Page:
Emily Dickinson was born in Amherst at the Homestead on December 10, 1830. Her youth was rather normal where she went to school, read, attended church
Emily Dickinson was born in Amherst at the Homestead on December 10, 1830. Her youth was rather normal where she went to school, read, attended church, explored nature, and first encountered poetry. While she was younger she seemed very social and happy.
Dickinson’s attitude had changed as she grew older and she eventually became a recluse. She shut herself in from the world and never left her house, spending her time writing poetry. She wrote about 1,800 poems but only a few were published during her life. When she died, her will said for all her poems to be burned. She asked this because she was afraid her work would be hated.
Luckily for us her family didn’t go through with her request and worked to get them all published. During her life her work failed to be recognized, but after her death her poems became some of the most loved in the world. Even though Dickinson shut herself off from the world her poems still resonated greatly with people’s hearts and captured imaginations.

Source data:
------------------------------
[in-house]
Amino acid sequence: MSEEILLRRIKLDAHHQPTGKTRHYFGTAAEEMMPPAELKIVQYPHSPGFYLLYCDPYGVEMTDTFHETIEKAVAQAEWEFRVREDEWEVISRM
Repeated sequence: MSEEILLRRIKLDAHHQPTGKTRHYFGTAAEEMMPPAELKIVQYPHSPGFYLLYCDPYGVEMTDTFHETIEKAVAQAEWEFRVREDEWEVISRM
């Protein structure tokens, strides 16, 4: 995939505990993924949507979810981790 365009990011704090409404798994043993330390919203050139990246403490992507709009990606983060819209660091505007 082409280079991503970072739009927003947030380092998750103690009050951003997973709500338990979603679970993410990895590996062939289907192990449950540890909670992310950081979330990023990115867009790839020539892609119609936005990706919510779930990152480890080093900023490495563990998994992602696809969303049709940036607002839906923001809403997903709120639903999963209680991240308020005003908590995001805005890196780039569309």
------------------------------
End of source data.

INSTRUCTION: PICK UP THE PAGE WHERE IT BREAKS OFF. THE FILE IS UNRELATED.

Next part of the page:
Theodor Seuss Geisel, commonly known as Dr. Seuss, was born in Springfield Massachusetts on March 2, 1904. Seuss wasn’t always planning on becoming an author, instead after graduating college he wanted to be an English teacher. His wife Helen encouraged him not to and instead pursue drawing as a career.
Seuss submitted many drawings to magazines with no avail until finally The Saturday Evening Post published one of his cartoons. After receiving only $25 Seuss was motivated and moved to New York City. During the Great Depression Seuss was able to sustain him and his wife by drawing for corporations. When Seuss went to publish his first children’s book, 27 different publishers passed on his book.
When And to Think That I Saw It on Mulberry Street was finally published it did well and today we all know Dr. Seuss as a literary genius. So much so that March 2, his birthday, has been dedicated as Read Across America Day. Dr. Seuss never had children simply saying, “You have ’em; I’ll entertain ’em.” He did just that and to many his books are seen as the best books they read as a child.